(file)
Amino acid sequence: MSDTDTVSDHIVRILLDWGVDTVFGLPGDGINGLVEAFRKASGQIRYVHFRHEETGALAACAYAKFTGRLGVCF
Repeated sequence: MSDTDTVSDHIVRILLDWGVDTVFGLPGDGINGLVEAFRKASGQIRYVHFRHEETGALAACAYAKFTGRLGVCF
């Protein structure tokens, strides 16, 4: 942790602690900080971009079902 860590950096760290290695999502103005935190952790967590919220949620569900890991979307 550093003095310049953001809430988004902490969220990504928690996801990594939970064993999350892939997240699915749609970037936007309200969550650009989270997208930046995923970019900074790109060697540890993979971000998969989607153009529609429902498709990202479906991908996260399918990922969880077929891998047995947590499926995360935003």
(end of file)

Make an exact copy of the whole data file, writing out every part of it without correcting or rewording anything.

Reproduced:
Amino acid sequence: MSDTDTVSDHIVRILLDWGVDTVFGLPGDGINGLVEAFRKASGQIRYVHFRHEETGALAACAYAKFTGRLGVCF
Repeated sequence: MSDTDTVSDHIVRILLDWGVDTVFGLPGDGINGLVEAFRKASGQIRYVHFRHEETGALAACAYAKFTGRLGVCF
């Protein structure tokens, strides 16, 4: 942790602690900080971009079902 860590950096760290290695999502103005935190952790967590919220949620569900890991979307 550093003095310049953001809430988004902490969220990504928690996801990594939970064993999350892939997240699915749609970037936007309200969550650009989270997208930046995923970019900074790109060697540890993979971000998969989607153009529609429902498709990202479906991908996260399918990922969880077929891998047995947590499926995360935003």